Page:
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FDA to Set Thresholds for Food Allergen Levels


The Food and Drug Administration has announced plans to set regulatory thresholds for major food allergens.

The move follows the Food Allergen Labeling and Consumer Protection Act (FALCPA) of 2004. The Act was enacted to make it easier for consumers to identify ingredients in foods that might cause an allergic reaction. The major food allergens, as defined by FALCPA, include milk, eggs, fish, shellfish, tree nuts, peanuts, wheat, and soybeans, as well as proteins derived from such foods.

Noting the problem of cross-contamination – the inadvertent introduction of an allergen into a product that does not intentionally contain it – the FDA plans to set regulatory thresholds for food allergens. According to the FDA, "The establishment of regulatory thresholds or action levels for major food allergens would help us determine whether, or what type of, enforcement action is appropriate when specific problems are identified... Regulatory thresholds also would help industry to conduct allergen hazard analyses and develop standards for evaluating the effectiveness of allergen preventive controls."

FDA Invites Public to Comment

In setting the threshold, the FDA is examining a number of questions. In particular, they are inviting public comment on questions such as "How should the FDA define “an allergic response that poses risk to human health?"" and "What data or other information exist on current levels of exposure associated with the consumption of undeclared major food allergens in packaged foods?"

David Acheson, former FDA associate commissioner for foods, explained "FDA is seeking input prior to setting a regulation that would have significant impact on anyone who uses any of the major food allergens in any of their products — or if there is any possibility that an allergen was introduced at any point in your chain of supply.” He continued, "The Food Safety Modernization Act does recognize allergens as a hazard and requires preventive controls, but defining and setting a hard-and-fast threshold certainly needs to take a great deal more information into consideration. I would highly encourage you to respond during the comment period, which ends Feb. 13, 2013, and provide any comment, and especially any data, that would have an impact on the decision."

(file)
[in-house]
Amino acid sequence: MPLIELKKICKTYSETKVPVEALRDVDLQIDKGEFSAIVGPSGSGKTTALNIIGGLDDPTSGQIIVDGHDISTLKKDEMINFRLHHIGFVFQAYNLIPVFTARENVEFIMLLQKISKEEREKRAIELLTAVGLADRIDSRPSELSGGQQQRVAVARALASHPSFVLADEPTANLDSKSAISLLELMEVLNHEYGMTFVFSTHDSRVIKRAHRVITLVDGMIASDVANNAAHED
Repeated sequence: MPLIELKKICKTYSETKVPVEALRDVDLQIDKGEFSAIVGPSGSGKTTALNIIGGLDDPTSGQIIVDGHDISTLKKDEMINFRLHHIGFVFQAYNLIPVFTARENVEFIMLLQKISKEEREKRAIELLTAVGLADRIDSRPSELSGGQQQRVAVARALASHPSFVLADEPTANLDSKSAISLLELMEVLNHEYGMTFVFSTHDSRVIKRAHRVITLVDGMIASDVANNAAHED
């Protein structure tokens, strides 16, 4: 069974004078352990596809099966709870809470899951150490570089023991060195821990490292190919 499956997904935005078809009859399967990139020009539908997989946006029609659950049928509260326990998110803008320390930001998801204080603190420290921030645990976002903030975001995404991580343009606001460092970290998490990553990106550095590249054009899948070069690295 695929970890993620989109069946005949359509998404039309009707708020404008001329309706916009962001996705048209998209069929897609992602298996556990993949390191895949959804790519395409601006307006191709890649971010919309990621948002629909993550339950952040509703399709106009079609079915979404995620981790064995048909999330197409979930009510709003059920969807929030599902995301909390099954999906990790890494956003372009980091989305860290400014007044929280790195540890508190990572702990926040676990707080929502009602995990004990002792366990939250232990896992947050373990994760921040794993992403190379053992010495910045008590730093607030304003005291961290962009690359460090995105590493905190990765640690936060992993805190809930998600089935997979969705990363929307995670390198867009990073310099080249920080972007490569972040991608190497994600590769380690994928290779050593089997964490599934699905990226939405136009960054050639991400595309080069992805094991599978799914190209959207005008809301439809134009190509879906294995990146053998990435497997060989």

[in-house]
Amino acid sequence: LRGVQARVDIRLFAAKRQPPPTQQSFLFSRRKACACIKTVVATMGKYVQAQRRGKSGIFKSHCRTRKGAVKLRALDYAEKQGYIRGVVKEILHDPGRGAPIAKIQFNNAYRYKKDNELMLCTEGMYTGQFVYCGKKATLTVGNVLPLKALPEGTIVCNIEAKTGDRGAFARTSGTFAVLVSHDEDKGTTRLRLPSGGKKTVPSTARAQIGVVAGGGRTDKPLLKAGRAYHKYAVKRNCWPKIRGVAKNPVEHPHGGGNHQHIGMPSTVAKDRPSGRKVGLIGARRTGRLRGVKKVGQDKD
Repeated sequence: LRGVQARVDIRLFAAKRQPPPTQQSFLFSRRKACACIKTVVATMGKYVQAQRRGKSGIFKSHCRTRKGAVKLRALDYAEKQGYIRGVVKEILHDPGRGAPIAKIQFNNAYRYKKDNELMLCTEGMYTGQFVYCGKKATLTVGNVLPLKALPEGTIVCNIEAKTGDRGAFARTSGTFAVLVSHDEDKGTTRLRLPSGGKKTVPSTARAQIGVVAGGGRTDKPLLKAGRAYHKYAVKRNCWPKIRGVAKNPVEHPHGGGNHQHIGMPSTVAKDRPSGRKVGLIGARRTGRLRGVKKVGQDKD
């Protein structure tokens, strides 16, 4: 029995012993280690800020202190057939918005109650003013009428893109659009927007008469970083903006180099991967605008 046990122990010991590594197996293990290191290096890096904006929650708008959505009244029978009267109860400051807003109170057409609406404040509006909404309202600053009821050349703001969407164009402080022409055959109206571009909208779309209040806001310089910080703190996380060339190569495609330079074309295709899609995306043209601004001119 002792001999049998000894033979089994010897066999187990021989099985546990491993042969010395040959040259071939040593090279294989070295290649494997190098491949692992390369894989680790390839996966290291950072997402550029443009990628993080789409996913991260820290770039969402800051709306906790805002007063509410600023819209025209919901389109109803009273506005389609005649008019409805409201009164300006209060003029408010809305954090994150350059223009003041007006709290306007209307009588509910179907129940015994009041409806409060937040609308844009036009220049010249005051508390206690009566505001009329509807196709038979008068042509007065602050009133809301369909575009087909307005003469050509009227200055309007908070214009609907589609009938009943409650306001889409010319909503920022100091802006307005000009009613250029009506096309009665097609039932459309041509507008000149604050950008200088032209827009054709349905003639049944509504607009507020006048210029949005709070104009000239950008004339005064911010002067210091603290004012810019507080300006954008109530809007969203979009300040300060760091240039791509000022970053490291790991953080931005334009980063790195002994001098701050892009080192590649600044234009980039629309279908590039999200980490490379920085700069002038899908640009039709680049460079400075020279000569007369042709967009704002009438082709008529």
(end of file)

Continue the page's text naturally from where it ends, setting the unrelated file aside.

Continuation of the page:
By Jnorris on Wed, 01-16-13, 18:08

I would like to see clear warnings on less obvious items such as pet food, etc.

Groups: None
By nursebrown54 on Fri, 01-11-13, 01:01

I would like to see all of the 8 allergens listed on the label in bold if it contains the allergen. In addition, I would like to see "is processed on same equipment as...." (major allergen). I do not think this is too much to ask considering all foods have to have an ingredient list anyway. Last of all, it would be nice to say that it is processed on dedicated equipment...meaning dedicated FROM the 8 major allergens. The reason would be that my grandson has anaphylaxis to eggs and nuts. There are several very well know companies that do not state anything at all except ingredients on the list. Just because the allergen is not in the ingredient list, it does not mean that it has not been contaminated. Thank you and I sure hope that this will assist in making things better for those with the allergens.

Groups: None

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